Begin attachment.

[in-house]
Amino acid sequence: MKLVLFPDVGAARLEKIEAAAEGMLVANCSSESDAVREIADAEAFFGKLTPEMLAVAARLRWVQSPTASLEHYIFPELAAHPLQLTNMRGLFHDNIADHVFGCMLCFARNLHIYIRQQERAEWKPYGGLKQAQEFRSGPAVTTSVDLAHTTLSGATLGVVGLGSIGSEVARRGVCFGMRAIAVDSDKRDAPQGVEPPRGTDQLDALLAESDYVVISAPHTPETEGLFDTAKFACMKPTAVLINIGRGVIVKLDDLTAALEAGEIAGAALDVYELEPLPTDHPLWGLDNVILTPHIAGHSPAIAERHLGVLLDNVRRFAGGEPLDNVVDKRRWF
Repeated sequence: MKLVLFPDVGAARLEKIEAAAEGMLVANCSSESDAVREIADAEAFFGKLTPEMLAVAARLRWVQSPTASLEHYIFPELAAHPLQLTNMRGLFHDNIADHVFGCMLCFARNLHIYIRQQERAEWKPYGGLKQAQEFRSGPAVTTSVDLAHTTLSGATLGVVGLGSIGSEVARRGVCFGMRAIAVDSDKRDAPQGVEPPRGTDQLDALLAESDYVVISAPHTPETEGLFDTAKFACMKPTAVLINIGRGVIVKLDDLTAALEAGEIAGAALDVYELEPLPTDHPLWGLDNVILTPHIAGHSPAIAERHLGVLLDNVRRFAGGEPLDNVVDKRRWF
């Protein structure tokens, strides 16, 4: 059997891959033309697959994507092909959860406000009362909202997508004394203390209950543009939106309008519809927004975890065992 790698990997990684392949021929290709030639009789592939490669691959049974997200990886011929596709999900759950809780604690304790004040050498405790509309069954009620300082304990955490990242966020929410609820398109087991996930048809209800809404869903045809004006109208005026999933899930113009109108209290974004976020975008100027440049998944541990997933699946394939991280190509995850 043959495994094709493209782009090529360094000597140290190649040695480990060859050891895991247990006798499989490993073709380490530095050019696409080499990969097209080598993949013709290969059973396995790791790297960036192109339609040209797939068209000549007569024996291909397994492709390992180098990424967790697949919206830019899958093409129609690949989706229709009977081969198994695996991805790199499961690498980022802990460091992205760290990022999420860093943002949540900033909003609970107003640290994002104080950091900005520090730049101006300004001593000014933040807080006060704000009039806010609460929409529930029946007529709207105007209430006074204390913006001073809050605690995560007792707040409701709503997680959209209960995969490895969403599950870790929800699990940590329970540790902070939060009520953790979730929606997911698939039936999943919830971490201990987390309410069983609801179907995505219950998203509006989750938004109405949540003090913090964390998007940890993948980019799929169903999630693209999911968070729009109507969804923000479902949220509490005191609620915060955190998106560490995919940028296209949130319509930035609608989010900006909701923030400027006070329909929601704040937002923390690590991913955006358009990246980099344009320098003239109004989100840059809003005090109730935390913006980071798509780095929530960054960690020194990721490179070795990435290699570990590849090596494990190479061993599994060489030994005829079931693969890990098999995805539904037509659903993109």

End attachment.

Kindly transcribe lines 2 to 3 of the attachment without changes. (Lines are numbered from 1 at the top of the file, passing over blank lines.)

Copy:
Amino acid sequence: MKLVLFPDVGAARLEKIEAAAEGMLVANCSSESDAVREIADAEAFFGKLTPEMLAVAARLRWVQSPTASLEHYIFPELAAHPLQLTNMRGLFHDNIADHVFGCMLCFARNLHIYIRQQERAEWKPYGGLKQAQEFRSGPAVTTSVDLAHTTLSGATLGVVGLGSIGSEVARRGVCFGMRAIAVDSDKRDAPQGVEPPRGTDQLDALLAESDYVVISAPHTPETEGLFDTAKFACMKPTAVLINIGRGVIVKLDDLTAALEAGEIAGAALDVYELEPLPTDHPLWGLDNVILTPHIAGHSPAIAERHLGVLLDNVRRFAGGEPLDNVVDKRRWF
Repeated sequence: MKLVLFPDVGAARLEKIEAAAEGMLVANCSSESDAVREIADAEAFFGKLTPEMLAVAARLRWVQSPTASLEHYIFPELAAHPLQLTNMRGLFHDNIADHVFGCMLCFARNLHIYIRQQERAEWKPYGGLKQAQEFRSGPAVTTSVDLAHTTLSGATLGVVGLGSIGSEVARRGVCFGMRAIAVDSDKRDAPQGVEPPRGTDQLDALLAESDYVVISAPHTPETEGLFDTAKFACMKPTAVLINIGRGVIVKLDDLTAALEAGEIAGAALDVYELEPLPTDHPLWGLDNVILTPHIAGHSPAIAERHLGVLLDNVRRFAGGEPLDNVVDKRRWF